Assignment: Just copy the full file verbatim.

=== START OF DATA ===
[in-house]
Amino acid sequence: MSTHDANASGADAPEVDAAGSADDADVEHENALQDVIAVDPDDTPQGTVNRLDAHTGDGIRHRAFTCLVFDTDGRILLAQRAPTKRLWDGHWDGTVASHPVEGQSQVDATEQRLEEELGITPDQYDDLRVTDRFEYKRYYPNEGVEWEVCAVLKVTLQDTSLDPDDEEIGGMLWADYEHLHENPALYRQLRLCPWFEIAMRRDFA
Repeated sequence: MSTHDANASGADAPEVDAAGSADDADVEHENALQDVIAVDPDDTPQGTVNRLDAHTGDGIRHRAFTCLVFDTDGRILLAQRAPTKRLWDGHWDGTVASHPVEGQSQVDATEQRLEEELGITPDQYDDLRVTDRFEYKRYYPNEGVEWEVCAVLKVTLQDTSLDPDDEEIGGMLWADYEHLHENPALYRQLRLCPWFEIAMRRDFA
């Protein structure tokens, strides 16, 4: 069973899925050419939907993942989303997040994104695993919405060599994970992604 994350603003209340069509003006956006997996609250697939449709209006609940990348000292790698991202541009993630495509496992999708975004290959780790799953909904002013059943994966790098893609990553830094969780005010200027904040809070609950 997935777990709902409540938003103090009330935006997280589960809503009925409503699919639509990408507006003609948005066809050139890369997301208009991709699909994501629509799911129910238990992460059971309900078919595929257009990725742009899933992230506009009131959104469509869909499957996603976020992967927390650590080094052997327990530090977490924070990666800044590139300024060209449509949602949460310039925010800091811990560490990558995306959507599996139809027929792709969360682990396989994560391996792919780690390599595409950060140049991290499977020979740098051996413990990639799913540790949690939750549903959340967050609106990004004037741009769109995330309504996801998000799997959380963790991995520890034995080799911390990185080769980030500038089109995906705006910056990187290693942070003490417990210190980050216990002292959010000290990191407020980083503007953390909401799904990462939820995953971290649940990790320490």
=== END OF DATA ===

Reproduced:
[in-house]
Amino acid sequence: MSTHDANASGADAPEVDAAGSADDADVEHENALQDVIAVDPDDTPQGTVNRLDAHTGDGIRHRAFTCLVFDTDGRILLAQRAPTKRLWDGHWDGTVASHPVEGQSQVDATEQRLEEELGITPDQYDDLRVTDRFEYKRYYPNEGVEWEVCAVLKVTLQDTSLDPDDEEIGGMLWADYEHLHENPALYRQLRLCPWFEIAMRRDFA
Repeated sequence: MSTHDANASGADAPEVDAAGSADDADVEHENALQDVIAVDPDDTPQGTVNRLDAHTGDGIRHRAFTCLVFDTDGRILLAQRAPTKRLWDGHWDGTVASHPVEGQSQVDATEQRLEEELGITPDQYDDLRVTDRFEYKRYYPNEGVEWEVCAVLKVTLQDTSLDPDDEEIGGMLWADYEHLHENPALYRQLRLCPWFEIAMRRDFA
């Protein structure tokens, strides 16, 4: 069973899925050419939907993942989303997040994104695993919405060599994970992604 994350603003209340069509003006956006997996609250697939449709209006609940990348000292790698991202541009993630495509496992999708975004290959780790799953909904002013059943994966790098893609990553830094969780005010200027904040809070609950 997935777990709902409540938003103090009330935006997280589960809503009925409503699919639509990408507006003609948005066809050139890369997301208009991709699909994501629509799911129910238990992460059971309900078919595929257009990725742009899933992230506009009131959104469509869909499957996603976020992967927390650590080094052997327990530090977490924070990666800044590139300024060209449509949602949460310039925010800091811990560490990558995306959507599996139809027929792709969360682990396989994560391996792919780690390599595409950060140049991290499977020979740098051996413990990639799913540790949690939750549903959340967050609106990004004037741009769109995330309504996801998000799997959380963790991995520890034995080799911390990185080769980030500038089109995906705006910056990187290693942070003490417990210190980050216990002292959010000290990191407020980083503007953390909401799904990462939820995953971290649940990790320490």